Around one hundred years ago there were still significant undiscovered areas of the planet. But once Amundsen and his team reached the South Pole and proved that it was not a land of dragons and pots of gold, the role of the “explorer” changed forever. “If it was not before, it had most definitely now become a game.” Explorers had become mere Adventurers, doing stuff just for the fun of it rather than to actively discover new and useful things.
So writes Tristan Gooley in his new book, The Natural Explorer. It’s one of my favourite books this year.
He argues that we have fallen into the trap of “believing that territory needs to be virgin for exploration to be possible or, failing this, an explorer must risk their life and dance with the extremes of physical endurance. Neither of these notions is true.”
I suspect that Gooley would approve of microadventures, of seeking out the extraordinary in the familiar, and travelling with curiosity and an open mind. He says that the “aim must be to return to celebrating the acts of discovering and sharing, on however modest a scale…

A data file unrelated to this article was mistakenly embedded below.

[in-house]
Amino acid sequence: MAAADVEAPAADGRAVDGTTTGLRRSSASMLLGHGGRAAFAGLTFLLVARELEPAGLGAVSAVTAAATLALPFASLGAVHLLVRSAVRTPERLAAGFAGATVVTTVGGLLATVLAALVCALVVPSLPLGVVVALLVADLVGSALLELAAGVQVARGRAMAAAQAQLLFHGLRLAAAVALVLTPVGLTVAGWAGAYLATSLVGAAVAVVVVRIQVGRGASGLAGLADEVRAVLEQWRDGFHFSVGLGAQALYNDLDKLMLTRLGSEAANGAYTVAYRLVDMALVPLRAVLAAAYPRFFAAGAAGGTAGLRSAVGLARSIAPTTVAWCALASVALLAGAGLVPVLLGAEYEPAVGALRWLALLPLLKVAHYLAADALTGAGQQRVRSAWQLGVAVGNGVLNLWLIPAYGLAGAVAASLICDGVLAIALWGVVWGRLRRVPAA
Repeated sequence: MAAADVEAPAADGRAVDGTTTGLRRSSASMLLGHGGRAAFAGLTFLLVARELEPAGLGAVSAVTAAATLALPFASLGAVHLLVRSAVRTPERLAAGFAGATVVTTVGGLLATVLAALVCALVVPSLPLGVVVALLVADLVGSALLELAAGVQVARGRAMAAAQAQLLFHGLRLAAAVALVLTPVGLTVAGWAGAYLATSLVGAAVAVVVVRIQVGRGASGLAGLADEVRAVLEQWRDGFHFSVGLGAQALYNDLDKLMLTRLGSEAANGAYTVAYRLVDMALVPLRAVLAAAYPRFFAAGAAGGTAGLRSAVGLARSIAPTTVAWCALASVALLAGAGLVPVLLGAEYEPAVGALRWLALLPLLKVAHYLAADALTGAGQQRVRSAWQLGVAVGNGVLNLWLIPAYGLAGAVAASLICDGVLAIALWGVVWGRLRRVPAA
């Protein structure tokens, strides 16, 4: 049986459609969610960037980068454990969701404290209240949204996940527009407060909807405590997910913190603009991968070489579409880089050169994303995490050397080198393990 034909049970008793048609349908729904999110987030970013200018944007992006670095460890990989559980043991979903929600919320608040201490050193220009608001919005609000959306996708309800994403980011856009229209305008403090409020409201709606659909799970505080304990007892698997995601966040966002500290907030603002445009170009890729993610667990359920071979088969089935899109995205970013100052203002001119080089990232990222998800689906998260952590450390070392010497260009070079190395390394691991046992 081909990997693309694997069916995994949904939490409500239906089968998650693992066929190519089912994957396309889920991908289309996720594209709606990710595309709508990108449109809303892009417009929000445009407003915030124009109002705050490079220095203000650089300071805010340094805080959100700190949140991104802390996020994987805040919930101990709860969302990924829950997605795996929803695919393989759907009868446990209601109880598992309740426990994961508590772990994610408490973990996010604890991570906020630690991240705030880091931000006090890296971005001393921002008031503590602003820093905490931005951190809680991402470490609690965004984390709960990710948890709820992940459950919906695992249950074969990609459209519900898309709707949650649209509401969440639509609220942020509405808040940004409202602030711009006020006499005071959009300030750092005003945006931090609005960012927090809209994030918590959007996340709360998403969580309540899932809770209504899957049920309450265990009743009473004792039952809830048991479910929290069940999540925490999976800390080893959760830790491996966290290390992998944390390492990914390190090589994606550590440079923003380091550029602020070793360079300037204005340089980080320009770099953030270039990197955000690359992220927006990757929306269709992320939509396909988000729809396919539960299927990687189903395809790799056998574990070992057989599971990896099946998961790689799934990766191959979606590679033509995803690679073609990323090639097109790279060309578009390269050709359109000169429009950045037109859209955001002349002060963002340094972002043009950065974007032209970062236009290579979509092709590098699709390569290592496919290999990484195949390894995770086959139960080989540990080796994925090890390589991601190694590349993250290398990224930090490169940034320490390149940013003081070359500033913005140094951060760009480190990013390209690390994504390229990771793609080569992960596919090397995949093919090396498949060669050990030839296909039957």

An ardent spirit of inquisitiveness married with the opportunity to connect more deeply and share more widely with the world around us than ever before: this is where the joys lie.”
The Natural Explorer focuses on every aspect of the natural world: plants, animals, rocks, water, light… The book is crammed with lovely nuggets of observational information and tips for paying more attention to the natural world around us and all its discoveries. For example you take in more details of a landscape if you scan it in the opposite direction to which we read, ie from right to left. And rivers will not naturally run straight for more than ten times their width, regardless of size.
The art and skill of natural navigation is a lovely way for getting more out of any adventure and making even a short walk an epic adventure. Find out more about The Natural Explorer here.